SQVSB BeatriceFor example: Beatrice kicks just as much butt as ever. A lesser fangame would’ve forgotten that Roger is really the damsel in distress here.
In terms of visuals, the game is very much in line with SQ6—which is to say that I’m not wild about them. This is strictly personal preference; the graphics are perfectly fine, but I prefer the more consistent look of…well, any game in the series aside from SQ6. The stylized backgrounds are full of color and detail, and the environments all feel appropriately cold, austere, creepy, messy, silly, and so forth—each location is less like a screen with a puzzle and more like a snapshot of a real, fictional place, showing genuine signs that people live there (or die there). The character sprites are a bit of a shock by comparison, as they’re all very cartoony and relatively low-detail, but they do work to the game’s advantage: it’s easier to maintain a consistently lighthearted tone when all the heroes and villains aren’t so hyper-realistic that the serious moments get taken too seriously and the death sequences are unbearably gross.
SQVSB IntroHe’s right. Some of the deaths are still gross.
The music adds a great deal of atmosphere, harmonizing (hah!) with the graphics and the narrator’s descriptions to firmly establish the feel of each area. The very best, most wonderful interplay between the graphics and music is at the very beginning of the game—an awesome remix of the SQIII theme paired with the intro credits energetically bursting through hyperspace sets the tone for the entire game. As a Space Quest fan who’d been longing for just one more sequel to do the series justice, it took a long time to come down from that high. You might not remember most of the tunes once you’re done playing, but you don’t have to—like extras in a movie, the music is always there in the background, watching in horror as Roger does something fatally stupid again. Or something like that.
SQVSB JailGetting punched through the wall is…not how you solve the puzzle.
So you might’ve picked up on the fact that there are death sequences in this game. These deserve their own paragraph because they’re a cornerstone of the Space Quest series—some of the funniest and most creative moments in the game are often Roger’s last. Fortunately for people who never internalized the “save early, save often” maxim, SQ:VSB makes it impossible to dead-end the game in an unwinnable scenario, even after you die. There’s always a “Try Again” option that brings you back to that pivotal moment when you decide between licking that electrified fence and making a conscious effort to pretend like you’re saving the galaxy. There’s never any danger of missing a critical item before a point of no return, and the few deaths that are caused by slow reflexes can be avoided if you practice, for crying out loud turn the game speed down to the minimum—so, once again, you have no excuse not to play this game.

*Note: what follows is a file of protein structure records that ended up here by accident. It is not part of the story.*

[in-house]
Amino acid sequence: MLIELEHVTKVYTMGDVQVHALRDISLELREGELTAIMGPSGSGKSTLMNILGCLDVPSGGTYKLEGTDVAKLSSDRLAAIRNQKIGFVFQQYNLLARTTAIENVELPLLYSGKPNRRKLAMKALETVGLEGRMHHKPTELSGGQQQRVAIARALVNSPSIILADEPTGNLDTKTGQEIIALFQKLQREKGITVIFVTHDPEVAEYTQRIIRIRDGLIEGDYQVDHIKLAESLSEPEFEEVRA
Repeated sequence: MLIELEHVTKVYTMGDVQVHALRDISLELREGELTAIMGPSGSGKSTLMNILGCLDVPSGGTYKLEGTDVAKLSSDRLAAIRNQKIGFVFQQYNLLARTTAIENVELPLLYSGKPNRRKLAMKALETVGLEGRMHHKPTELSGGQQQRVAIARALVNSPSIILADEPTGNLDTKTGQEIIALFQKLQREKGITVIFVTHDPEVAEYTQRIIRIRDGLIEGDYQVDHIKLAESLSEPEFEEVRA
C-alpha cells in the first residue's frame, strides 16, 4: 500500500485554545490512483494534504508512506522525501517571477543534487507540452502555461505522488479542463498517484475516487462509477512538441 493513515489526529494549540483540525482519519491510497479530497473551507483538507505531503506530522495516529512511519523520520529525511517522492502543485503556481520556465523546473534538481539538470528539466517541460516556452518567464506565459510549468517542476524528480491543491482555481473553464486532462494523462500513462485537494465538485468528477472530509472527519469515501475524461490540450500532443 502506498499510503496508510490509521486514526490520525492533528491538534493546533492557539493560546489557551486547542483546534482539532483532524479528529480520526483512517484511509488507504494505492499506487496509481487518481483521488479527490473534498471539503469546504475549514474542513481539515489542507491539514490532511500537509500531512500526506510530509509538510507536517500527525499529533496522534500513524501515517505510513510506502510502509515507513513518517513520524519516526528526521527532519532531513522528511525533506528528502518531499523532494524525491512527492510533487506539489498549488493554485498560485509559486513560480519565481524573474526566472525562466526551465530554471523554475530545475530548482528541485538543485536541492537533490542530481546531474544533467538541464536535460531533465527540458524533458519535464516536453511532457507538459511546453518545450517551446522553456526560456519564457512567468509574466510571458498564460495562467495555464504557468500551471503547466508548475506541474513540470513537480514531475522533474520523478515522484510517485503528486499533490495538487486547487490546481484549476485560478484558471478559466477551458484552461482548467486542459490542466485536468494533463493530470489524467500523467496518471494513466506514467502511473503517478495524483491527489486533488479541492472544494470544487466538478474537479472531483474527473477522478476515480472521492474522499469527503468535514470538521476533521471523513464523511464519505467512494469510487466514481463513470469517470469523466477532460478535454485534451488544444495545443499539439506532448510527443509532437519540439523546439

SQVSB Moon Cat“But…I can’t play! I’m about to be lasered to death by a Moon Cat!” NOT AN EXCUSE!
SQ:VSB holds up well on a second playthrough, if for no other reason than that there’s so much that you will miss the first time around. The developers went overboard with giving practically every character and object a unique (and worthwhile) response to practically every action you can attempt to perform on them. (Use rusty hacksaw on Beatrice? Don’t mind if I do!) There is a secret developers’ room, which is not as secret now that I’ve mentioned it, where you can chat with the people involved in making the game. That one inventory item you thought was completely useless probably is, but have you tried giving it to everybody? And you have your choice of two endings to the game (that don’t involve Roger getting punched through a wall): one of them offers the kind of closure SQ6 was never able to give the series, and the other looks like this:
SQVSB EndingThat’s right. You’ll have to wait until you’ve beaten the game for yourself to find out. Far be it from me to spoil that one of the endings sets the stage for a follow-up fangame, Space Quest: Incinerations.
If there’s any area where the game falls short, it’s probably a matter of personal preference—for me, the game’s as close to perfect as the genre has ever come (that’s a lie; Dangeresque – Roomisode 1 is legitimately perfect), but that doesn’t mean I wouldn’t change anything. I’m not any wilder about the graphics now than I was four paragraphs ago. I could do without some of the more juvenile humor that very occasionally surfaces, tasteful as it may be. The interface could stand to be slightly more streamlined. There’s one brilliant room near the end of the game that I’m afraid to revisit because of its practically unavoidable visual reference to something I’d really rather never see again. My editorial disappointment with a handful of minor typos and grammatical errors—in a free-for-download fangame with an estimated 8000 lines of dialogue to proofread—has allowed me to frown at some otherwise hilarious lines. But that’s all me. From as objective a standpoint as possible, the game succeeds at everything it attempts to do; the designers can’t be held accountable if you’re a snot who can’t appreciate high-class entertainment.